Book revisits life of Rani Laxmibai's lawyer John Lang
A new book revisits the life of John Lang, the Australian writer-lawyer settled in India in the 19th century who fought many cases against the British and also represented Rani Laxmibai in her legal battle against the annexation of her kingdom of Jhansi by the East India Company.John Lang Wanderer of Hindoostan, Slanderer of Hindoostanee, Lawyer for the Ranee by Amit Ranjan is about Langs life, his exploits and his literary works.Lang 1816-1864 was a fiery journalist and novelist who constantly harassed the establishment of East India Company with his invective and infective wit.
A new book revisits the life of John Lang, the Australian writer-lawyer settled in India in the 19th century who fought many cases against the British and also represented Rani Laxmibai in her legal battle against the annexation of her kingdom of Jhansi by the East India Company.
As a lawyer, he mostly fought against the British and won a few famous cases in the company's own court. So why is the need for Lang to be resurrected? Ranjan argues it is not just because he is the first Australian writer, or he is among the first writers of English prose in Indian, and not just because of his important historical location of having lived in the politically volatile 19th century; but also, and primarily because he is a fine writer.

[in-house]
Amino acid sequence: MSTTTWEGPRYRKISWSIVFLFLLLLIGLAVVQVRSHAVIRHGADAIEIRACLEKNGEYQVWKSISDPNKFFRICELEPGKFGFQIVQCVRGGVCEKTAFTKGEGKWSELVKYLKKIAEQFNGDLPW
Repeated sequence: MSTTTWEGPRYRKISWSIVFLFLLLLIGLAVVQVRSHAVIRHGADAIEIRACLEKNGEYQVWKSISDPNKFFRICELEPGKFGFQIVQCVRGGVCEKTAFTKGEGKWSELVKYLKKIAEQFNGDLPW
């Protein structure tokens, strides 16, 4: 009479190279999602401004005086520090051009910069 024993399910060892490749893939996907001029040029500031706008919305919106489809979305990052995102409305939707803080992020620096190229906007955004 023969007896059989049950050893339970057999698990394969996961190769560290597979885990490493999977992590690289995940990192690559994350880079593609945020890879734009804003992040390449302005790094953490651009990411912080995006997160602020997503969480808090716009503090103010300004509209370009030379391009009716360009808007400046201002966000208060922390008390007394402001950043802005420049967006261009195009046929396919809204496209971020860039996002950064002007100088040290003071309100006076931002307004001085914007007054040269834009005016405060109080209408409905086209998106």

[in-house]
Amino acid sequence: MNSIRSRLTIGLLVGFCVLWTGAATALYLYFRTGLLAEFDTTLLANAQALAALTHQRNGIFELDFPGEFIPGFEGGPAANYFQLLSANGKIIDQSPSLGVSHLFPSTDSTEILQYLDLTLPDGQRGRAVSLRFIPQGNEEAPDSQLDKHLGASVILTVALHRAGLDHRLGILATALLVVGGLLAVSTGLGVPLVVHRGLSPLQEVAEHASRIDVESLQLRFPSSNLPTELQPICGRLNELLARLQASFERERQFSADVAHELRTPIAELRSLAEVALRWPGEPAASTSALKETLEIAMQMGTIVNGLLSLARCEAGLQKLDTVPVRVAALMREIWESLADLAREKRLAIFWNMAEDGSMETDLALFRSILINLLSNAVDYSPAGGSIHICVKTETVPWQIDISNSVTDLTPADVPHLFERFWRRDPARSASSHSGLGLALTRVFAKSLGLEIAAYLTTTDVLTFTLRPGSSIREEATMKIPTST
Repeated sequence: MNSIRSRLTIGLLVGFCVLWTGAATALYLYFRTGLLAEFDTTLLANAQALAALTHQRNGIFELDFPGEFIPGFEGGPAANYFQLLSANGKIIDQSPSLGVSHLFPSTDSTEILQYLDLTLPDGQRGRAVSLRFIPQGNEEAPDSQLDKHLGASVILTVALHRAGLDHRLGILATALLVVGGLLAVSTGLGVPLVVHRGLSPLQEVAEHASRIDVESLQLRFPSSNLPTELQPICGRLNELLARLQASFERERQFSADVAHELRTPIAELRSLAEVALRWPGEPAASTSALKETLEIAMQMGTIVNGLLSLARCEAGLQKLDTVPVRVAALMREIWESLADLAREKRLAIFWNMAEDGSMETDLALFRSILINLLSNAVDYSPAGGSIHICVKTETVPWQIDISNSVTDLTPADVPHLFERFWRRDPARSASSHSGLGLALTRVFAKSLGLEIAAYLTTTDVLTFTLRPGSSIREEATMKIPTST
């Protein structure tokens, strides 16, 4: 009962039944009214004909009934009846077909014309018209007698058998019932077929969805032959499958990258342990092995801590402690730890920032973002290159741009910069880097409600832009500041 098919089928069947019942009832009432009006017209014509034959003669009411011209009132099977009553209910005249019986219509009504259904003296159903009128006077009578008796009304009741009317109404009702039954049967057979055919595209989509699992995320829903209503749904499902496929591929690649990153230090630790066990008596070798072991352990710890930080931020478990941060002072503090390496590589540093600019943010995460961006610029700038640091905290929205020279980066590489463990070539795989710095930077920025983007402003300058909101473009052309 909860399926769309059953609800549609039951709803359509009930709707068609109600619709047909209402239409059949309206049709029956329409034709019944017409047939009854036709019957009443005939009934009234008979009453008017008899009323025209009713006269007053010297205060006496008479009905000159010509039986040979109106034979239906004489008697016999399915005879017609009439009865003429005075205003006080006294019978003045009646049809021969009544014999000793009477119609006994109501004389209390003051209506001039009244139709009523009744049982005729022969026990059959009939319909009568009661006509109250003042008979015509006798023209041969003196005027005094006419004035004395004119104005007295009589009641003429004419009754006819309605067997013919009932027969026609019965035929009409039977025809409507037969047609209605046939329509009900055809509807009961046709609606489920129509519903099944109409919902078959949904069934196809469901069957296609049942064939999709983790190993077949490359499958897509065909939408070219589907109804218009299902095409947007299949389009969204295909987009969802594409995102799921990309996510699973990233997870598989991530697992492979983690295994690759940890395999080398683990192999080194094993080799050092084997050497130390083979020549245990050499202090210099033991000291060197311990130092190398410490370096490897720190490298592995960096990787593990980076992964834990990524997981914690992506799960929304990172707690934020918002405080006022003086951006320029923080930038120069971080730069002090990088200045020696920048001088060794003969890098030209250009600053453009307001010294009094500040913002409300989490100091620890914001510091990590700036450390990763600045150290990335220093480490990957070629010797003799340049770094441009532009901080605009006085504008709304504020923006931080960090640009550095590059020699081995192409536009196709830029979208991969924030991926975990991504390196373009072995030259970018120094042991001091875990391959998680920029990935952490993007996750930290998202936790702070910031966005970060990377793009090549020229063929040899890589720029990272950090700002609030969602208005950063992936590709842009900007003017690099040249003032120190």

Lang's body of work is huge - 24 novels (that have been discovered, and more), five volumes of poetry, editorials and articles in his newspaper Mofussilite, editions of which came out from Ambala, Calcutta and Meerut, and numerous apocryphal works presumed to have been written or co-authored or significantly inspired by him.
Most of the novels were written as serials in his newspaper; some were published as books as well from Britain and India. Fifteen of his novels were set in India.
''The Rani had employed him because of his fame amongst the Indians but he lost the case quickly, probably because of his notoriety among the British,'' the book, published by Niyogi Books' Paper Missile imprint, says.
Ranjan says that Lang's newspaper Mofussilite was for members of public service and thrived on scandals related to them.
''Lang can indeed be viewed as the father of Indian tabloid journalism. The tabloid, of course, had its equivalent of what is now known as 'Page 3', but it was very different - in that it was very literary, with an overdose of Lang's Latin, Boccaccios and Byrons,'' Ranjan writes.
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